Sunday, July 5, 2009

Number 9, Number 9

So I was contacted recently by the people at Focus Films, who are whipping up a buzz about the forthcoming film called 9, a post-apocalyptic animation piece about some little stitched-together folk who must survive in a harsh environment full of really strange and feral machines who hunt them. It sounded familiar, so I did some research and found the original short film by Shane Acker, which won a number of awards (and was nominated for an Oscar) - for good reason. Below is the full film, courtesy of Youtube. It runs about 10 minutes long, and is really excellent.

Apparently Mr. Acker is directing this new, longer, and more complete film, which is produced by Tim Burton and Timur Bekmambetov. The website given to me by the Focus people, full of backstory and cool imagery, was very interesting, much more encouraging and intriguing than the trailer I originally unearthed, which looked and sounded, as my ten-year-old daughter said, "Like it was made by gamers."

I often wonder how authors feel when their efforts are, by editorial command, given garish book-covers and inaccurate blurbs, as has happened to many fine writers like Philip K. Dick, supposedly to appeal to the genre reader. In previews, when choices are made about music and editing that feel like they are aimed at a specific kind of audience (not who the art and direction of the film seem to be targeting), it does make you wonder how the filmmaker feels about it, and if they get some say in the publicity.

In fact, it does look like it has the makings of a complex and even clever film, with a slightly grimy aesthetic that includes cobwebs, parchment, brass navigational instruments, books, dead machines and things in jars, to name a few, and an interesting glowing quality of light which perhaps is part of this particular vision of a doomed world. The vision is pretty interesting, a bit like Mad Max meets da Vinci meets the Muppets, with a steampunk twist.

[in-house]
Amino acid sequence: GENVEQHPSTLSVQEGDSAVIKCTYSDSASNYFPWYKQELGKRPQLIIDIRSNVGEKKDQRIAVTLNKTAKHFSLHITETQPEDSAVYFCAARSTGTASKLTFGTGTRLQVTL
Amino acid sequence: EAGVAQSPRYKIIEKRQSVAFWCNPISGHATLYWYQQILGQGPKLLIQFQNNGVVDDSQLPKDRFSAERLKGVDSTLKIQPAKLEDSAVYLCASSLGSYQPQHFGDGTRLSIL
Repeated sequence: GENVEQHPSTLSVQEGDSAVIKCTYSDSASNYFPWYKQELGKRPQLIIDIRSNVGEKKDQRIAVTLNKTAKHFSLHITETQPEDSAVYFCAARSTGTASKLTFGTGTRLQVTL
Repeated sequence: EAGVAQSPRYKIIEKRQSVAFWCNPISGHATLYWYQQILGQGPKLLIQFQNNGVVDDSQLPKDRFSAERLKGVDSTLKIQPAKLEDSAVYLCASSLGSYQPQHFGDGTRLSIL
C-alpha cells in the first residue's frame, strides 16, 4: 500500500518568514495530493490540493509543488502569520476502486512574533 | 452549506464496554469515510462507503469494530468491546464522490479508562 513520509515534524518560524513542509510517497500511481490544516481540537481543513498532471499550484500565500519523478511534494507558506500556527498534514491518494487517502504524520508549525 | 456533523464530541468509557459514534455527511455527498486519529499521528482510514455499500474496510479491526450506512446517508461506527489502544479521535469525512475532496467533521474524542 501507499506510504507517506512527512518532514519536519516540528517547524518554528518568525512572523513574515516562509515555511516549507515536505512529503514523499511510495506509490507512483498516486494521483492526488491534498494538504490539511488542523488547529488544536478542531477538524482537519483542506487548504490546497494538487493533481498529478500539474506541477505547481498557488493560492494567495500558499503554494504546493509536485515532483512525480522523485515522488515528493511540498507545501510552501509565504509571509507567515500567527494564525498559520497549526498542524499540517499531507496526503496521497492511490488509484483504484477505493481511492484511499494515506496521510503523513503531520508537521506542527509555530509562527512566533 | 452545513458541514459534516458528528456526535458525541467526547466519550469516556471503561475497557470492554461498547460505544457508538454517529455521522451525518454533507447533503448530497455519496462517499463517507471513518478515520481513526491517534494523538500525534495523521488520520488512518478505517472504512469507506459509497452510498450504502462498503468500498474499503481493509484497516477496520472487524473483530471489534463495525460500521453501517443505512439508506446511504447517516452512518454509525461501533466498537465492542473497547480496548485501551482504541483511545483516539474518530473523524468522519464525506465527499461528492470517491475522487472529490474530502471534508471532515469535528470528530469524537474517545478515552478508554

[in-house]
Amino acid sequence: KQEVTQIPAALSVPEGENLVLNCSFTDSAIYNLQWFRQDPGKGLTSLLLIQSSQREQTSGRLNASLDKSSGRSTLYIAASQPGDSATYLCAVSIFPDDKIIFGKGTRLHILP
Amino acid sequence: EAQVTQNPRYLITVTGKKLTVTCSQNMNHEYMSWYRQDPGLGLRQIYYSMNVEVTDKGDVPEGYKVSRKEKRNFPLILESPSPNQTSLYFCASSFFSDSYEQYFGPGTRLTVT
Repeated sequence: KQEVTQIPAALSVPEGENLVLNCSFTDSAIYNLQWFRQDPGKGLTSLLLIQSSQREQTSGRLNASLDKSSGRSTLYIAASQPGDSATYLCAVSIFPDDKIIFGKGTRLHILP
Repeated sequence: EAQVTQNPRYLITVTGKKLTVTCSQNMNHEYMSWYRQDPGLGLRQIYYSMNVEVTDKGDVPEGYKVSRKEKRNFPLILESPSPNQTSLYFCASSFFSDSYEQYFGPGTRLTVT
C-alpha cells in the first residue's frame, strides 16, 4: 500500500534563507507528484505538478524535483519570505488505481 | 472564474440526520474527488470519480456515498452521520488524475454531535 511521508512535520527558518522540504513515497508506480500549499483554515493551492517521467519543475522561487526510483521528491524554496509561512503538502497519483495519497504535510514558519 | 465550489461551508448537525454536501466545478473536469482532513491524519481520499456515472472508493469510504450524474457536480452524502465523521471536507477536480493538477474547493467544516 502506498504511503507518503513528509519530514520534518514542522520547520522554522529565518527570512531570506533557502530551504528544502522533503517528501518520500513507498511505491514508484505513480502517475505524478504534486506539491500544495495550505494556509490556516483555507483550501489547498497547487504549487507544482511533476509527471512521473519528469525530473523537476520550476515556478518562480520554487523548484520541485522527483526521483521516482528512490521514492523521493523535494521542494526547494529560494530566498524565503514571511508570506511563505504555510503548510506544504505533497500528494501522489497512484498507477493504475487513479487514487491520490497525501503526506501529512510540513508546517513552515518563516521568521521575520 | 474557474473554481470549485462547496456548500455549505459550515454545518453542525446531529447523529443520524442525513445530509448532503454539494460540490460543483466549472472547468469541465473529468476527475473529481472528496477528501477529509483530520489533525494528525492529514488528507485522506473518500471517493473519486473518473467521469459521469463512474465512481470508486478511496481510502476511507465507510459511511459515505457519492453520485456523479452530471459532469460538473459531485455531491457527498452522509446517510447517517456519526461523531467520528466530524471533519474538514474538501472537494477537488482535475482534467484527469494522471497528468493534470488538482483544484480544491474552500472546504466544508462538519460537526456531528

I admit, though, I'm still trying to figure it out. The marketing is strangely mixed, and seems to be trying to appeal to the steampunk contingent while keeping an eye on metal-loving gamers. Perhaps the director has some kind of hybrid vision? For some reason, the fact that only one out of nine main characters is female makes me think this might be true. It's really an enigma, one I'm not entirely certain will work. The victoriana of steampunk and the geeky back-to-basics wonder of clockpunk communities tend to be very female-friendly, with a strongly feminine streak mixed into the rivets and brass. So, unless the art direction is only giving a sort of nod in that direction, I am curious to see how they will pull it off.

On the other hand, perhaps the marketing assumption is that gamers watch previews, and other types look at websites...? Or perhaps, that women look at the web, and men look at previews?